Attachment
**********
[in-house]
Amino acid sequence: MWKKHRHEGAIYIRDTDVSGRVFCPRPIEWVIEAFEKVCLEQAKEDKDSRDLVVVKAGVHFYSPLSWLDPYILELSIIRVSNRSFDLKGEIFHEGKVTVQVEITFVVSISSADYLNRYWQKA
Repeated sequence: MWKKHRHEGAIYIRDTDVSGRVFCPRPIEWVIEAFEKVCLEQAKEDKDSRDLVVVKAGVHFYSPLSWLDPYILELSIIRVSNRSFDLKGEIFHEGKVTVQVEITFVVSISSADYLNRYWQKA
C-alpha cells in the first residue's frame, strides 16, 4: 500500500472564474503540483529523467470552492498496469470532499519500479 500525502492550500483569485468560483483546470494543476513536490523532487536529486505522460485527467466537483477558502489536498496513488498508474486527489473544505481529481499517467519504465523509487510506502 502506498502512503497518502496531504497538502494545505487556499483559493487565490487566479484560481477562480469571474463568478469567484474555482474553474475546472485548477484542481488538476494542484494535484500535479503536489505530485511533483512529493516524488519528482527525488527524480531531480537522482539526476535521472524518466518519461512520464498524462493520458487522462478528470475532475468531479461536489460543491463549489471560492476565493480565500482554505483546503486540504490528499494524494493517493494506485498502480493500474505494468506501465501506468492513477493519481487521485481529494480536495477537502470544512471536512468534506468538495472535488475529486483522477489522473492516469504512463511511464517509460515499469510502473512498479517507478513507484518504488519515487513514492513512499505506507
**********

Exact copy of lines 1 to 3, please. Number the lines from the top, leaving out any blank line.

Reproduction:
[in-house]
Amino acid sequence: MWKKHRHEGAIYIRDTDVSGRVFCPRPIEWVIEAFEKVCLEQAKEDKDSRDLVVVKAGVHFYSPLSWLDPYILELSIIRVSNRSFDLKGEIFHEGKVTVQVEITFVVSISSADYLNRYWQKA
Repeated sequence: MWKKHRHEGAIYIRDTDVSGRVFCPRPIEWVIEAFEKVCLEQAKEDKDSRDLVVVKAGVHFYSPLSWLDPYILELSIIRVSNRSFDLKGEIFHEGKVTVQVEITFVVSISSADYLNRYWQKA